Okay. Well, you know he's right about everything. We flew down Touhy and we were at the airport in record time despite the weather, snow and sleet and whatever that was. Kisses, hugs, tears.

Empath Daught says to me curbside: So in the end it was good, right, our trip? No drama once we got here and we did get here, eventually. We had a wonderful time. I had a wonderful time.

Me: Yup. It was good. More than good.

E.(larger grandson, all of 4 years old, K"H): Bubbie, come to see us VERY soon, okay?


A. (smaller, all of 2 years old, an essential exaggeration of life as it should be, K"H): VERY SOON!

Right-o. Sniff. Bye. F.D. has zipped off to work already in the Kia. I take one last look curbside, start the car again, drive away, no looking back again.

Indeed we had been shorted on time. The kids missed their original 6 a.m. flight to Chicago last week and did not make it home for the holiday, not for the first 2 days of the 8 day fete, the ones that are the most fun, when Passover is most new. It was a heart-breaker and a continuing saga, since they waited stand-by for three more flights that day, missing out on each by a hair.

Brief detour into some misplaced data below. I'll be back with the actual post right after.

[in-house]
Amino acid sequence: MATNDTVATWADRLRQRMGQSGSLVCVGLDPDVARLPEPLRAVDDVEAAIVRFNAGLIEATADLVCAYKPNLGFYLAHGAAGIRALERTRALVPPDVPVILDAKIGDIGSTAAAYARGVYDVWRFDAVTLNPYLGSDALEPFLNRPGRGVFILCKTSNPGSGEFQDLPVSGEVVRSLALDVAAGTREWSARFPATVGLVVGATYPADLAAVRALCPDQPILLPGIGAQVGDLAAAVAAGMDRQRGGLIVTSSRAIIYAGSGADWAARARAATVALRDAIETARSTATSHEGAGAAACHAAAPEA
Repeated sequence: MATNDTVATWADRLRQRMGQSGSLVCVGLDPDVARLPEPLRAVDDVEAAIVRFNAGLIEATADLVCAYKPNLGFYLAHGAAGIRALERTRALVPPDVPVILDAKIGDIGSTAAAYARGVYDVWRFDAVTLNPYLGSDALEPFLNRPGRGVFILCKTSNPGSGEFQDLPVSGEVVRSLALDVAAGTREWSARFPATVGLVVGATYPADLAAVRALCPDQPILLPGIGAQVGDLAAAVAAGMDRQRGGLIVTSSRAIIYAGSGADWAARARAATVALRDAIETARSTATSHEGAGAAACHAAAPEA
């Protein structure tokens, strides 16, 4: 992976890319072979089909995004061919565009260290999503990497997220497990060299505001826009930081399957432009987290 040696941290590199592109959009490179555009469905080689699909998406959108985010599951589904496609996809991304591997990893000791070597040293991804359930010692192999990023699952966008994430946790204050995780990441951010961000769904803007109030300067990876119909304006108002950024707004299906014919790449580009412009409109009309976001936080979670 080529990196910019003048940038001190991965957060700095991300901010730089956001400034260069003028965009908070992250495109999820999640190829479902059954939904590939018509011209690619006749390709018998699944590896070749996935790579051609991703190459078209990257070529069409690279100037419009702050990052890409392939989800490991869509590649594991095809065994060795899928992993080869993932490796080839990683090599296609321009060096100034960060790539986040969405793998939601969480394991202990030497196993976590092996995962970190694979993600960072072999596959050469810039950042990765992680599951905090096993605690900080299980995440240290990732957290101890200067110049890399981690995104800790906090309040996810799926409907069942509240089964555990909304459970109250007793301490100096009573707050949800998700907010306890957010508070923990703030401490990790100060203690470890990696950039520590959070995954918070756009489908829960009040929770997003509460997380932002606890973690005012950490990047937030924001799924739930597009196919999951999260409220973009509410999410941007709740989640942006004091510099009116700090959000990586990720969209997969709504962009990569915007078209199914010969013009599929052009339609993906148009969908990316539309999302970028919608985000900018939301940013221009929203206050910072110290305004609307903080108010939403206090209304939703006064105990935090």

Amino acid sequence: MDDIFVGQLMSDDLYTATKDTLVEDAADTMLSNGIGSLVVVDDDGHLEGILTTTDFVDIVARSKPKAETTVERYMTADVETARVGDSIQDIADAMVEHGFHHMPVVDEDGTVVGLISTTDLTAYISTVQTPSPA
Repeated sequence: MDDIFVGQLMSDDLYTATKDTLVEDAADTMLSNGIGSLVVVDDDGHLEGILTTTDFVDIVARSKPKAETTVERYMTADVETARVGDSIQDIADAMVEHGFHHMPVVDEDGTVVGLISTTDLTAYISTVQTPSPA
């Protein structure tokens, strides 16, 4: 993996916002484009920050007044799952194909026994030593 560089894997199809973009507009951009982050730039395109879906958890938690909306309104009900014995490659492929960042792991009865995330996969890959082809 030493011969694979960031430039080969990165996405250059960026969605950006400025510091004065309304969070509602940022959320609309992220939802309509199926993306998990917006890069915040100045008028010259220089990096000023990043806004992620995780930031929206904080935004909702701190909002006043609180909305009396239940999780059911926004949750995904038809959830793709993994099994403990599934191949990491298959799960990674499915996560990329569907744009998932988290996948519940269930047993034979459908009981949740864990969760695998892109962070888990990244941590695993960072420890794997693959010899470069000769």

This had threatened to make the holiday a serious downer, had we not all been able to stay relativistic. The grandchildren not performing at the seder meals would have been the worst thing possible at the time, had we not stayed relativistic. Because it's all for children in the end, the story telling at the seder.

What could possibly do that, make us relativistic?

Well, what truly IS the worst thing in the world?

Loss of life, of course. And we were to have a death in the family in only a few short hours. So Empath Daugh missing her flight seemed small. And Dovid and Cham, my near-to-the-youngest and his wife were there, with us. They were sad, but they were there, in our home. And we will miss Aunt R. forever, all of us, a kind, generous, caring, wonderful human being.